“I had a great year last year,” she says. “It was the best thing to do because it was my first year. I got to know people through one community. With international students here, apart from Chinese and Indian students, there are only one or two people here from their home country.”
Last year, the ISC started a buddy program to help new international students settle in at the university.
“We pair them up with some of our officers with someone who speaks a similar language,” says Ketul Patel, a senior in information technology and president of ISC. “We help ease their transition within the community, find an apartment rental or a phone plan. We were in their place at one point, so we try and help them.”
Patel and his family came to the U.S. from India in 2009, and he became a citizen in 2014. He still remembers his own transition.
“There was a culture shock in 2009 when I moved here,” says Patel. “I joined ISC last year, and it really changed my S&T experience. I met so many wonderful people from different cultures and they have become part of my life.”
International student organizations help welcome newcomers, but academic excellence is why many international students choose to study so far away from home.
“For a lot of students, studying in the U.S., has probably been a lifelong dream for them and their parents,” says Hasekamp. “It’s something they’ve been working toward and something their family has been saving for their entire life. They definitely take this opportunity very seriously and want to make the most of it.”
In Georgia, Makharashvili wasn’t encouraged to go into engineering.
“Girls are told that engineering needs a man’s brain,” she says.
But she couldn’t understand why science wasn’t for girls. Her curiosity about computers as a child led her to study the machines’ components. That, in turn, led her to study electrical engineering in college. She says that the EMC Lab at S&T is internationally known in her field of study.
“The Electromagnetic Compatibility Lab is famous in my field,” says Makharashvili. “I contacted my S&T professors, talked about research and ended up in Rolla after earning my bachelor’s degree.”
She’s already accepted an offer in California to work at Google as a design engineer. She will work on printed circuit boards to evaluate their performance, make modifications and improve the product.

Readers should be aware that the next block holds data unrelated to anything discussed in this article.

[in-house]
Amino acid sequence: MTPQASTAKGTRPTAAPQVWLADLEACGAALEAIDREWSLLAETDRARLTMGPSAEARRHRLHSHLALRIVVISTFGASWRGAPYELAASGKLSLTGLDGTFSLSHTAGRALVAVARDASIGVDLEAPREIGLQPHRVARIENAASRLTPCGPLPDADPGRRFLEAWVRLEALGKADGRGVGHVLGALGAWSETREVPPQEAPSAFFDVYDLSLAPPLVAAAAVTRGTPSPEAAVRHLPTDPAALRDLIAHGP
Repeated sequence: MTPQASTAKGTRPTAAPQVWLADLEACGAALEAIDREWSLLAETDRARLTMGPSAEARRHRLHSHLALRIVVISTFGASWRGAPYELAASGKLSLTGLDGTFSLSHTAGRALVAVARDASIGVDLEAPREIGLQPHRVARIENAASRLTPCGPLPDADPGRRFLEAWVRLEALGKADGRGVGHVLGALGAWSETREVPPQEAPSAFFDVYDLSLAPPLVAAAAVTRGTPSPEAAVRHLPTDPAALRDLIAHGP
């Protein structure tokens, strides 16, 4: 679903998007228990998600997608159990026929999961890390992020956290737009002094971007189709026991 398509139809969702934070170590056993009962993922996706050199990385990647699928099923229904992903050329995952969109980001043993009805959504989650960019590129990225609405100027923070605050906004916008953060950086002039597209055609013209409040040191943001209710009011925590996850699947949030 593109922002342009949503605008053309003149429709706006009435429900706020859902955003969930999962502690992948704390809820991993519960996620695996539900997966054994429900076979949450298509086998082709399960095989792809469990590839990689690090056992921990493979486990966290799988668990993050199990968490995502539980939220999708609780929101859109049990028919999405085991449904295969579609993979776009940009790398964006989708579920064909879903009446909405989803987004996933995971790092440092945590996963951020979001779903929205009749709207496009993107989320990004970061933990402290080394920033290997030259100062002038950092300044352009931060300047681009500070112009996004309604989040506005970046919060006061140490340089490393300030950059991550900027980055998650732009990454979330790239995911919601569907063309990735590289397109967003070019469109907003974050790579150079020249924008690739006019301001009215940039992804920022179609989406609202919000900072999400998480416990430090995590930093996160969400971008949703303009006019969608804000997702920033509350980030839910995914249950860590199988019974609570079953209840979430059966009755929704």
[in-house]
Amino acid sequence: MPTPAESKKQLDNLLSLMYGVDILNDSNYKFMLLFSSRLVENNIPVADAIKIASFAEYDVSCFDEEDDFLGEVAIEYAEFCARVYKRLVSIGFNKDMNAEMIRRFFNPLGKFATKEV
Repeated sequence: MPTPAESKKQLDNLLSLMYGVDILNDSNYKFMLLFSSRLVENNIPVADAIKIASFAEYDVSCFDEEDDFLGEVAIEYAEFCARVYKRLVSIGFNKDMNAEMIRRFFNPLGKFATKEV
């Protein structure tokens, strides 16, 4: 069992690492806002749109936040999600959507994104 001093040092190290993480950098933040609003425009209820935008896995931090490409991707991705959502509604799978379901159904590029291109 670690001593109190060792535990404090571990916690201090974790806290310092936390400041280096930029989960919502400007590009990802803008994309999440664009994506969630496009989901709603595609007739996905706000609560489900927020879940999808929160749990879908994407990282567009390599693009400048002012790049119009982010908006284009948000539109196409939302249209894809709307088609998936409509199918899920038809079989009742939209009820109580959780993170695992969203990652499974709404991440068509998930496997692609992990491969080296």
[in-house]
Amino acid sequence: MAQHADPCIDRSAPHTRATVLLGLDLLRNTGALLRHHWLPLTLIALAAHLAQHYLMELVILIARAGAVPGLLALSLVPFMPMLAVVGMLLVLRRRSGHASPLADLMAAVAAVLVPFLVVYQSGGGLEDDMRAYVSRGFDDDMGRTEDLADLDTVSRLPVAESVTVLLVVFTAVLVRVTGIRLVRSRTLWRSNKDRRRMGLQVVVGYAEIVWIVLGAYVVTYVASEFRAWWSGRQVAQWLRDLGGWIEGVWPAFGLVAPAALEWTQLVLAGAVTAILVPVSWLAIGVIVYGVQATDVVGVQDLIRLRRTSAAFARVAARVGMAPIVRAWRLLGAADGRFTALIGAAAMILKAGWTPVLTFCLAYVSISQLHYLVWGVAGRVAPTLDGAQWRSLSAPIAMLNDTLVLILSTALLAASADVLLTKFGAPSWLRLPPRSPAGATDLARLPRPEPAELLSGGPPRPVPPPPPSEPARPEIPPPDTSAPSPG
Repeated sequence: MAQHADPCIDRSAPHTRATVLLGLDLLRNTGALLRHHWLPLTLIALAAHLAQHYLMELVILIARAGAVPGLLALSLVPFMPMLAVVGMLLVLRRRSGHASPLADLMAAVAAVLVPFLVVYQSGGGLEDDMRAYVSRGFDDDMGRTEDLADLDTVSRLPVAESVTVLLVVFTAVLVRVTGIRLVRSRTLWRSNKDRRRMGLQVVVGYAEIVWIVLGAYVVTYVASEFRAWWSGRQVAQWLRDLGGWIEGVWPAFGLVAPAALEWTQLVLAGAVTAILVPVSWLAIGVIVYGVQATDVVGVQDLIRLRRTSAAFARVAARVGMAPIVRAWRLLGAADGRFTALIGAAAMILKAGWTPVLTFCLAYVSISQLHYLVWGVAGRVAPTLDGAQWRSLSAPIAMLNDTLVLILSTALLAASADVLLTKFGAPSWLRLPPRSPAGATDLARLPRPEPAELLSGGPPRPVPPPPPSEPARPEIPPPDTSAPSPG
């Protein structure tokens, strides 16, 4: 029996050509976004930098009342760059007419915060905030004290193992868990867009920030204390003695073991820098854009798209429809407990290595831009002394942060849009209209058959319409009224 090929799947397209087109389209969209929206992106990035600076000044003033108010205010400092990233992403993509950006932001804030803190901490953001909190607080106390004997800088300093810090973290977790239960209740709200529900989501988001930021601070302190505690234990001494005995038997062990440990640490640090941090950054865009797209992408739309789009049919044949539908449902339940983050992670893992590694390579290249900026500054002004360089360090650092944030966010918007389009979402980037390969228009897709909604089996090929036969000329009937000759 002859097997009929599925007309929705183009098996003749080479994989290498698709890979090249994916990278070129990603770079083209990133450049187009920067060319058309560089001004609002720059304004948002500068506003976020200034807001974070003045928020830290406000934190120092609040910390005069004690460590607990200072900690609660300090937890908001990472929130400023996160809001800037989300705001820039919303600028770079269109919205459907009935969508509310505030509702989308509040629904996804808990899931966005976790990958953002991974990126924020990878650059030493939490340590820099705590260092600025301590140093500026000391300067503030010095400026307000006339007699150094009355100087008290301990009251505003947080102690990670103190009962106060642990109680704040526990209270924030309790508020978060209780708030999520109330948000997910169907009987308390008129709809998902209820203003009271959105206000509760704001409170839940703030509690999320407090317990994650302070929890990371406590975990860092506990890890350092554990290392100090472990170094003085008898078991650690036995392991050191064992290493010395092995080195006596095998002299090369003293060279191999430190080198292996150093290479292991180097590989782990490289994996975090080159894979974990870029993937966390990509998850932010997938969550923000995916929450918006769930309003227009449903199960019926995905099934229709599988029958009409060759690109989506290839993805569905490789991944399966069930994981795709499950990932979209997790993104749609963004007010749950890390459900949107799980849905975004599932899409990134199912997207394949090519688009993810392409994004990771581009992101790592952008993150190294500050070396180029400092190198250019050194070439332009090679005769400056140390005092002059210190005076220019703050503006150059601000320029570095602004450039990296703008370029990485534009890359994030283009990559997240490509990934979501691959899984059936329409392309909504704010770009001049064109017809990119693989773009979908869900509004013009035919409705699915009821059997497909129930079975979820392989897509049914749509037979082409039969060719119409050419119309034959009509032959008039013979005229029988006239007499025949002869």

Missouri S&T’s reputation as a good return on investment often leads students to the university.
“They are very aware of what will happen when they leave school here and the doors that open when they get an S&T degree,” says Richie Myers, educational program coordinator for international affairs at S&T. “They are very determined because they’ve worked so hard.”
Seo earned a bachelor’s degree in Canada and worked in the mining industry in Australia, Indonesia and South Korea for more than a decade before she decided to go back to school. She was familiar with Missouri S&T because of the explosives engineering program.
“I couldn’t find any other English-speaking programs in the world that offered a Ph.D. in explosives,” she says. S&T’s experimental mine, conveniently located just five minutes from campus, was another appealing feature for Seo.
Missouri S&T hosts a number of community events that international students organize themselves, including ISC’s International Students Day coming up on Sunday, April 7, in the Havener Center. Students display cultural artifacts and clothing from their home countries and participate in cultural performances, a fashion show, dinner and dancing.
“Our goal is to build a bridge between local students and international students so they can share their cultural values,” says Patel.
Diwali Night is another popular event on campus and in the surrounding community. Hosted by the India Association, Diwali is one of India’s most vibrant festivals – known as the festival of lights.